B-Type Natriuretic Peptide Predicts Sudden Death in Patients With Chronic Heart Failure
To the Editor:
Berger et al1 conclude that “BNP levels are a strong, independent predictor of sudden death in patients with CHF.” The predictive utility of a diagnostic test is usually expressed as predictive values, either positive predictive value (PPV, ratio of number of patients with true-positive test results to all patients with positive test results) or negative predictive value (NPV, ratio of number with true-negative test results to all patients with negative test results).2 Using the data Berger et al1 give on page 2394 for a BNP (B-type natriuretic peptide) cutpoint of 130 pg/mL, the PPV is 19% and the NPV is 99%. Thus, although a BNP level below 130 would allow the clinician to reassure a patient that sudden cardiac death (SCD) is very unlikely, putting implantable cardioverter-defibrillators (ICDs) in all patients with a BNP value above 130 pg/mL implies implanting 5 ICDs for every one that would discharge appropriately in the first 3 years. Many would regard this as financially infeasible. In addition, the prior probability of SCD in their study population is 13% (44/337), a number that is improved only to 19% by using BNP levels with a cutpoint of 130 pg/mL.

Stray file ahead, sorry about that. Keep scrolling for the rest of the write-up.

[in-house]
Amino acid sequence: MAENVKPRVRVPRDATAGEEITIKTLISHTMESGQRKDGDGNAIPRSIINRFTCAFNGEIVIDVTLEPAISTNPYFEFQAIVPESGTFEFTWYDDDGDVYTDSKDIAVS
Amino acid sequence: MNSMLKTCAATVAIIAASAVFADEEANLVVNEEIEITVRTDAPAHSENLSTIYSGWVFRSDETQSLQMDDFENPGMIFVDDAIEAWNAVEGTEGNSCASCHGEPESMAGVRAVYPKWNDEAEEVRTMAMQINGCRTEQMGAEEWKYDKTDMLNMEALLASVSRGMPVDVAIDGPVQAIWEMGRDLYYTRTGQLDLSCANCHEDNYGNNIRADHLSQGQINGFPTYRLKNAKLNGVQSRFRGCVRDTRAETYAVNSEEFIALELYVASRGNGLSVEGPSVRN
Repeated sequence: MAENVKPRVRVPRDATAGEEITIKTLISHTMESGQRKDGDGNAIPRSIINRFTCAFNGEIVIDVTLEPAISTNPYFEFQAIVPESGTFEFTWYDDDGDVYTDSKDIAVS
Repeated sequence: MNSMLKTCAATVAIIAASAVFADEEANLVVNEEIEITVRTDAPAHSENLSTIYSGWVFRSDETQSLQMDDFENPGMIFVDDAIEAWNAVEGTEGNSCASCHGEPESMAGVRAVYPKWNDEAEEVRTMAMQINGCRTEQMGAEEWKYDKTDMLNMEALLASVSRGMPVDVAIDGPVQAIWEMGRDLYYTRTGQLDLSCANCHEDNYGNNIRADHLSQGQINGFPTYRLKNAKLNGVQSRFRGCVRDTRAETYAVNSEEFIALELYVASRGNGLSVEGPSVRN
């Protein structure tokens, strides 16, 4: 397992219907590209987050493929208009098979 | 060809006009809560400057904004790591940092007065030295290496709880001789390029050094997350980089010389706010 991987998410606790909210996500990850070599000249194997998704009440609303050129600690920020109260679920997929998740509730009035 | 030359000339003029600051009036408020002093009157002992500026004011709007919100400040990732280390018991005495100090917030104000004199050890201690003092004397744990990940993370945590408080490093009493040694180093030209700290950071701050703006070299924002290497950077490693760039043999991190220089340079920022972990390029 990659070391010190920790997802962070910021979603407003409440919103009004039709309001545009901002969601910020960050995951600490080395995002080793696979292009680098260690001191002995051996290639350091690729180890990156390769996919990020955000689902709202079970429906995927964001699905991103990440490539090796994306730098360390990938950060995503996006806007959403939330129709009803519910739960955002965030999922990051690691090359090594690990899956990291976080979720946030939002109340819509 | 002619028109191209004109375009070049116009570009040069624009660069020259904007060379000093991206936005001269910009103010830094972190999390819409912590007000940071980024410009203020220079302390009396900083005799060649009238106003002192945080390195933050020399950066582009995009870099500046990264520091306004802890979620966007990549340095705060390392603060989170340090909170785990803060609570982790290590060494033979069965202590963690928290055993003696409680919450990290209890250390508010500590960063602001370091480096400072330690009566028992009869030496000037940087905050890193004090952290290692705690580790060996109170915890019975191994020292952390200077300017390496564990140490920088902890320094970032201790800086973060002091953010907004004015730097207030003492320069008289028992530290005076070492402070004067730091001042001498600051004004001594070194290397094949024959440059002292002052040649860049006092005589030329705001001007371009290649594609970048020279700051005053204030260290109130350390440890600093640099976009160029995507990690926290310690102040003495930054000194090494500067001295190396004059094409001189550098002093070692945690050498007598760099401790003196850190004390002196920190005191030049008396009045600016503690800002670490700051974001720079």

The authors apparently chose a cutpoint that would maximize sensitivity (99% at the chosen cutpoint), but this results in a rather low specificity (37%). It would be nice to see a receiver-operating characteristic (ROC) curve for their data, ie, a plot of the true-positive rate (sensitivity) against the false-positive rate (1−specificity). This would allow for better adjudication of the inevitable tradeoff between sensitivity and specificity. Furthermore, they could plot absolute values of BNP, rather than the log of BNP, because an ROC curve does not depend on the scale used.